Public officer's limited freedom of expression

Freedom of expression is guaranteed in its fullest outside government but, perhaps, more regulated when one assumes the role of a public officer. The right to speech is inherent. However, the act of joining a government office should be construed as an understanding that the individual's exercise of this basic right is subsumed by the necessity of providing public services to the greater majority. (Justice Leonen, concurring in Davao City Water District v. Aranjuez, et al., G.R. No. 194192, 16 June 2015)The limits are inherent in the nature of governance. The Constitution states that "[p]ublic officers and employees must at all times be accountable to the people, serve them with utmost responsibility, integrity, loyalty, and efficiency, act with patriotism and justice, and lead modest lives."[1]

Republic Act No. 6713[2] known as the Code of Conduct and Ethical Standards of Public Officials and Employees thus provides for the following norms of conduct:
Section 4. Norms of Conduct of Public Officials and Employees. -(A) Every public official and employee shall observe the following as.standards of personal conduct in the discharge and execution of official duties:

(a) Commitment to public interest. - Public officials and employees shall always uphold the public interest over and above personal interest. All government resources and powers of their respective offices must be employed and used efficiently, effectively, honestly and economically, particularly to avoid wastage in public funds and revenues.

(b) Professionalism. - Public officials and employees shall perform and discharge their duties with the highest degree of excellence, professionalism, intelligence and skill. They shall enter public service with utmost devotion and dedication to duty. They shall endeavor to discourage wrong perceptions of their roles as dispensers or peddlers of undue patronage.

(c) Justness and sincerity. - Public officials and employees shall remain true to the people at all times. They must act with justness and sincerity and shall not discriminate against anyone, especially the poor and the underprivileged. They shall at all times respect the rights of others, and shall refrain from doing acts contrary to law, good morals, good customs, public policy, public order, public safety and public interest. They shall not dispense or'extend undue favors on account of their office to their relatives whether by consanguinity or affinity except with respect to appointments of such relatives to positions considered strictly confidential or as members of their personal staff whose terms are coterminous with theirs.

(d) Political neutrality. - Public officials and employees shall provide service to everyone without unfair discrimination and regardless of party affiliation or preference.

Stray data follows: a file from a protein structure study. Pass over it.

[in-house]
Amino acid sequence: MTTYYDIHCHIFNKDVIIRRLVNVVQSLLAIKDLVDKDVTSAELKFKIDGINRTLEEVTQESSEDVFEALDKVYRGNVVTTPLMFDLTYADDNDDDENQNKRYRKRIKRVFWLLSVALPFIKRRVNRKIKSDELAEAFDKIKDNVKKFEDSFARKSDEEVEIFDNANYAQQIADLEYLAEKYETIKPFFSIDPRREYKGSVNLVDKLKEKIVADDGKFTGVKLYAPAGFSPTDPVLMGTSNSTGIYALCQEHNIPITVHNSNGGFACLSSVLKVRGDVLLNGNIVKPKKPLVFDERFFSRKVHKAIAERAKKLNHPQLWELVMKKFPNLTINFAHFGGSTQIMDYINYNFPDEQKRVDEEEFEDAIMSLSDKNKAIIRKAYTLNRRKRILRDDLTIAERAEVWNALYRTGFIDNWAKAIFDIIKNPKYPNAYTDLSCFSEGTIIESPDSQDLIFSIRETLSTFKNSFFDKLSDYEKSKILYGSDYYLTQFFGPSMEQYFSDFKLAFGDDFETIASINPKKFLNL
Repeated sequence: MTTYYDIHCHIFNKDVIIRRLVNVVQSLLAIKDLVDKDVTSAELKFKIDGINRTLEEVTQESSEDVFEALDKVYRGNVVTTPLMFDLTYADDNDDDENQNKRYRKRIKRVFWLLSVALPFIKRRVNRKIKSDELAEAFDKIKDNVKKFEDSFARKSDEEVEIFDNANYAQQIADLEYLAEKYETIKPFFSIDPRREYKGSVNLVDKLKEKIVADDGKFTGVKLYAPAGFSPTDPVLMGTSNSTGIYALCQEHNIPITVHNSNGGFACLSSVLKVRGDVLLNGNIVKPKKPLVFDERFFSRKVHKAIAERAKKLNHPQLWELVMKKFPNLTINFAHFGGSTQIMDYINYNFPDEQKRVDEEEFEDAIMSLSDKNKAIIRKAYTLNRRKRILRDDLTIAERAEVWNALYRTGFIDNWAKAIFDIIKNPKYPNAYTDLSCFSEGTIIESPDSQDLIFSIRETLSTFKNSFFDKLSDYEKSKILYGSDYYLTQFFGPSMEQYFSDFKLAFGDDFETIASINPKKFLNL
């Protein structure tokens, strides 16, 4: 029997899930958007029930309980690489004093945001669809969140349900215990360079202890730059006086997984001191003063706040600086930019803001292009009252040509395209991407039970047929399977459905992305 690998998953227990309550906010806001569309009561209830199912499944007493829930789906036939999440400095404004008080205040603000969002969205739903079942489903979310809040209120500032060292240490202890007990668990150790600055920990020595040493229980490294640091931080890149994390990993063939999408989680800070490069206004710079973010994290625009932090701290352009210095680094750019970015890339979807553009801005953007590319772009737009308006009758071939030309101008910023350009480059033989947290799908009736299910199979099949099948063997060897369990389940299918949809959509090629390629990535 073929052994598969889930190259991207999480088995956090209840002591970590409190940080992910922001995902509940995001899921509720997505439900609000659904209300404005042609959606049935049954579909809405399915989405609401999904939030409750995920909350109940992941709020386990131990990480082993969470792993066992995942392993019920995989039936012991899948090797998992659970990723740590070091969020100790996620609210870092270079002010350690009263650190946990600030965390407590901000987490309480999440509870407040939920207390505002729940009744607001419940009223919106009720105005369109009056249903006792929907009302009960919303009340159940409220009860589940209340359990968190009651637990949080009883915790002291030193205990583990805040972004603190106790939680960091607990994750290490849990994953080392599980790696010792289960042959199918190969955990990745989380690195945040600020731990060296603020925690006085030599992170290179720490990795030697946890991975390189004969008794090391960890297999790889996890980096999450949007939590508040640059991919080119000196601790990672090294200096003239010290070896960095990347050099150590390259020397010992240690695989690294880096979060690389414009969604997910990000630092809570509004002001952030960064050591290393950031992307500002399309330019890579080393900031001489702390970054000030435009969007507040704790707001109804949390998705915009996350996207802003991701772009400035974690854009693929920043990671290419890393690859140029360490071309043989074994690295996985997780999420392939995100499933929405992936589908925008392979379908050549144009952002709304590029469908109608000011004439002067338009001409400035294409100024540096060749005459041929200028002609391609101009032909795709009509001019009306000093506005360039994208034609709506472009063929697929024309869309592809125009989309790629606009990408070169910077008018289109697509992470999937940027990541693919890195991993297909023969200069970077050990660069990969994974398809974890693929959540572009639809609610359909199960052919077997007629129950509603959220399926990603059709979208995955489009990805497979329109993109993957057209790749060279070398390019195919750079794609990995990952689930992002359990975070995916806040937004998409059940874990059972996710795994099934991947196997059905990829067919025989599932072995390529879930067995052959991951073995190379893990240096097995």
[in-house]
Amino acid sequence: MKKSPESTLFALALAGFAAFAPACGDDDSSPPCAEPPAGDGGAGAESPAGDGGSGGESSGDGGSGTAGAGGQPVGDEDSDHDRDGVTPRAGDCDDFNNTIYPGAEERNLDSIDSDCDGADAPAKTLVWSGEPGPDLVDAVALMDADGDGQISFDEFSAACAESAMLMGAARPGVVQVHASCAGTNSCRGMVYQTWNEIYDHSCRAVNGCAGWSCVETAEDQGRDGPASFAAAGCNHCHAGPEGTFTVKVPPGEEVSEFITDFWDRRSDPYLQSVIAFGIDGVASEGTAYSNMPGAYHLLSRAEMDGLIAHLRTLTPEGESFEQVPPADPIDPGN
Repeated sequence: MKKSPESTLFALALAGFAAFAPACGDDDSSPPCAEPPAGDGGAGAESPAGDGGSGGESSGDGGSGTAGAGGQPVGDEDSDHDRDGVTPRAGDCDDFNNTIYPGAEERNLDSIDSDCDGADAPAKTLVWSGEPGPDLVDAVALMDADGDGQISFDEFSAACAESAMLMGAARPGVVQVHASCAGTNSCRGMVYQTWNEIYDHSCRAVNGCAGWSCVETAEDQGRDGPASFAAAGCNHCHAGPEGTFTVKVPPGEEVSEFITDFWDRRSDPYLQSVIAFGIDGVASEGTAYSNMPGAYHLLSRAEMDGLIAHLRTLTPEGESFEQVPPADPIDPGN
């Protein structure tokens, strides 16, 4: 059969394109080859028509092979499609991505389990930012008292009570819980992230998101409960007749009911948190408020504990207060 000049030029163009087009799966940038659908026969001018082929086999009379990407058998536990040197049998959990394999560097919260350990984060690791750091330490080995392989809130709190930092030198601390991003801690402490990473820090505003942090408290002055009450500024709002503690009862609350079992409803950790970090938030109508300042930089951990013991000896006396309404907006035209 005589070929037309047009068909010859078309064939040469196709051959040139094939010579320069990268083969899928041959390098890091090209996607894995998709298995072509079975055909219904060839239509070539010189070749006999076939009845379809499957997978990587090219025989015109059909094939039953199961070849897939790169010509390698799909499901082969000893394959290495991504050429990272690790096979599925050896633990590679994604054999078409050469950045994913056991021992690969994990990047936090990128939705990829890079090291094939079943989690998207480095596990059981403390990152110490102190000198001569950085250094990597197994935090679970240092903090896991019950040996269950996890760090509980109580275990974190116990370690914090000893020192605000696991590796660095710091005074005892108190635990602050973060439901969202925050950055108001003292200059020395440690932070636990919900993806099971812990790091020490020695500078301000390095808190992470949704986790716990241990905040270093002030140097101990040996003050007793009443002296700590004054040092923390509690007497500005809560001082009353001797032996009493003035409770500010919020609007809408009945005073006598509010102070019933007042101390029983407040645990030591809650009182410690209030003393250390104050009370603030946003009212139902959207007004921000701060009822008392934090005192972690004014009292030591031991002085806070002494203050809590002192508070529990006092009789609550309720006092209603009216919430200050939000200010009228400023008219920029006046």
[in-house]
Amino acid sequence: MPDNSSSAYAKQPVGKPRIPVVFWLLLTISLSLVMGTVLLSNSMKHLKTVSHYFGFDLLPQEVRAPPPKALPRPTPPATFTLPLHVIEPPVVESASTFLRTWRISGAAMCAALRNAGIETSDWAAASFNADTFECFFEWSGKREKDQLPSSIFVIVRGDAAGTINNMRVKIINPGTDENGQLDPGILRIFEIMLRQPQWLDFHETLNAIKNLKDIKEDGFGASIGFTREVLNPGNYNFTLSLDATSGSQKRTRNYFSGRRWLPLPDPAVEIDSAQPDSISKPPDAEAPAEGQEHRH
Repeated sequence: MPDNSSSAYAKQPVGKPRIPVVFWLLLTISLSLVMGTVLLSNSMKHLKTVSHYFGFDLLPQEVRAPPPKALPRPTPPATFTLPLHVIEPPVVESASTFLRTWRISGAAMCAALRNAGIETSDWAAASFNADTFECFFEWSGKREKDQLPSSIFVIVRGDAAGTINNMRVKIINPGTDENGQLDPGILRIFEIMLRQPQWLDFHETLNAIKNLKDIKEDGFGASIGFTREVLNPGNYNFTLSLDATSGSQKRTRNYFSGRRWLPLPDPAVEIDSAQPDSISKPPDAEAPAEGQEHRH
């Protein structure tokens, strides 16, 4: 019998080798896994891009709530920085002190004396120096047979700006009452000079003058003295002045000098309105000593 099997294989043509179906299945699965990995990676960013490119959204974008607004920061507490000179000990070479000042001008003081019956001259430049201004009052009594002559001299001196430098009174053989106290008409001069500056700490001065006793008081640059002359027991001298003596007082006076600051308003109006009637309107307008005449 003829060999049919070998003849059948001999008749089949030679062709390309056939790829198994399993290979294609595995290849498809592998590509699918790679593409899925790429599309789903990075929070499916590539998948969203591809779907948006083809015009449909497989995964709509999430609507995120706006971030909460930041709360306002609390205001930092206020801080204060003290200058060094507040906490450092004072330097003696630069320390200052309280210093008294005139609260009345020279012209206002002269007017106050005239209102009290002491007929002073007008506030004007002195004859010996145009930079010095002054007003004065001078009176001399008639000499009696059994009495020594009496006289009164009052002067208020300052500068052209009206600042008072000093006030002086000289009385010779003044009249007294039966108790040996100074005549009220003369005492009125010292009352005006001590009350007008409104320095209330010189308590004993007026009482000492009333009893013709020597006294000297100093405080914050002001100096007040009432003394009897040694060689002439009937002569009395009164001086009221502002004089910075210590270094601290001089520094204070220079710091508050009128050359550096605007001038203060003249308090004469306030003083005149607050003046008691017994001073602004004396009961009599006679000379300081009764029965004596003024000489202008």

(e) Responsiveness to the public. - Public officials and employees shall extend prompt, courteous, and adequate service to the public. Unless otherwise provided by law or when required by the public interest, public officials and employees shall provide information of their policies and procedures in clear and understandable language, ensure openness of information, public consultations and hearings whenever appropriate, encourage suggestions, simplify and systematize policy, rules and procedures, avoid red tape and develop an understanding and appreciation of the socio-economic conditions prevailing in the country, especially in the depressed rural and urban areas.

(f) Nationalism and patriotism. - Public officials and employees shall at all times be loyal to the Republic and to the Filipino people, promote the use of locally produced goods, resources and technology and encourage appreciation and pride of country and people. They shall endeavor to maintain and defend Philippine sovereignty against foreign intrusion.

(g) Commitment to democracy. - Public officials and employees shall commit themselves to the democratic way of life and values, maintain the principle of public accountability, and manifest by deeds the supremacy of civilian authority over the military. They shall at all times uphold the Constitution and put loyalty to country above loyalty to persons or party.

(h) Simple living. - Public officials and employees and their families shall lead modest lives appropriate to their positions and income. They shall not indulge in extravagant or ostentatious display of wealth in any form

(B) The Civil Service Commission shall adopt positive measures to promote (1) observance, of these standards including the dissemination of information programs and workshops authorizing merit increases beyond regular progression steps, to a limited number of employees recognized by their office colleagues to be outstanding in their observance of ethical standards; and (2) continuing research and experimentation on measures which provide positive motivation to public officials and employees in raising the general level of observance of these standards. (Emphasis supplied)

Public accountability and a commitment to giving priority to the public interest above private ones demand some level of limitation on the exercise of the right to freedom of expression by government employees. (Justice Leonen, concurring in Davao City Water District v. Aranjuez, et al., G.R. No. 194192, 16 June 2015)

[1] CONST., art. XI, sec. 1.

[2] This was approved on February 20, 1989.